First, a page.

Manuel Mathieu, World Discovered Under Other Skies, Power Plant
09.26.2020 — 01.03.2021
The Power Plant presents Manuel Mathieu’s first institutional exhibition in Toronto.
Manuel Mathieu is known for vibrant, colourful paintings that seamlessly merge abstraction with figuration. His work reflects on our intertwined lives, in which the boundaries between the past and present or the personal and political are often blurred. Sharing recollections that depict everyday scenes, Mathieu also blends into his canvases an interrogation of the complex history of his familial homeland, Haiti. By unearthing the traumas of state violence, he addresses issues that remain as urgent today as they have been throughout Haitian history.
Mathieu’s first solo exhibition in Toronto features a collection of new and past works—including paintings, drawings, and ceramics—shedding light on Haiti’s relationship to the world. Positioned at the fault lines of modern political and environmental crises, Haiti epitomizes a global longing for liberation, and grassroots resistance to imperialist and capitalist exploits. At the centre of this exhibition is an examination of the long-lasting repercussions of Haiti’s pioneering revolt (launched in 1791, challenging slavery and colonialism) and its quest for self-determination, which have led in more recent decades to embroiling the nation in the intrigues of the Cold War. In Zapruder/313 (2016), Mathieu borrows from footage capturing the 1963 assassination of John F. Kennedy to raise questions about American support of Haiti’s ruthless dictatorships in pursuit of neo-colonial interests.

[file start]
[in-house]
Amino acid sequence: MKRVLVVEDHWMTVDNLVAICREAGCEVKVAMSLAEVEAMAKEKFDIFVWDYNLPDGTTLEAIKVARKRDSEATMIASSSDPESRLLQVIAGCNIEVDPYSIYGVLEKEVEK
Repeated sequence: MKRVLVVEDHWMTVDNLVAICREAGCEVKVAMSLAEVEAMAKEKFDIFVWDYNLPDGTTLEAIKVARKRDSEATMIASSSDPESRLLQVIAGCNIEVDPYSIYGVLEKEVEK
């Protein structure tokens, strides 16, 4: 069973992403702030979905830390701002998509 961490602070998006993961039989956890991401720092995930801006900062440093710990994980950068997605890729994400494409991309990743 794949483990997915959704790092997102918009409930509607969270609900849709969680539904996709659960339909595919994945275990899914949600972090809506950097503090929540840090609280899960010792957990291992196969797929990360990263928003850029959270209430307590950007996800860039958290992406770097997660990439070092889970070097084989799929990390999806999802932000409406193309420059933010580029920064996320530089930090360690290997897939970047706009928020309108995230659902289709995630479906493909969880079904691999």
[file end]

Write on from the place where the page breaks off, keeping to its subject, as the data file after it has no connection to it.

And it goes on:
Other paintings delve into memories of the Duvalier dictatorships (1957-86), to bring harrowing incidents back into contemporary consciousness. Fort Dimanche 2 (2017) hints at the atrocities committed at the infamous prison where countless political opponents vanished. Mathieu’s work is a reminder that commemorating the tragedies of the past does not fall solely on the shoulders of a nation’s local or diasporic communities. Instead, it is part of our collective responsibility. His works suggest a distinct understanding of Haiti’s history—a history defined by global currents, which occasionally collide to erupt in frenzied episodes of mass violence. Mathieu, therefore, proposes that the dynamics of the world might manifest themselves in one place, like Haiti. Underlining common links and struggles that unite us despite national borders, he invites us to enter a world discovered under other skies.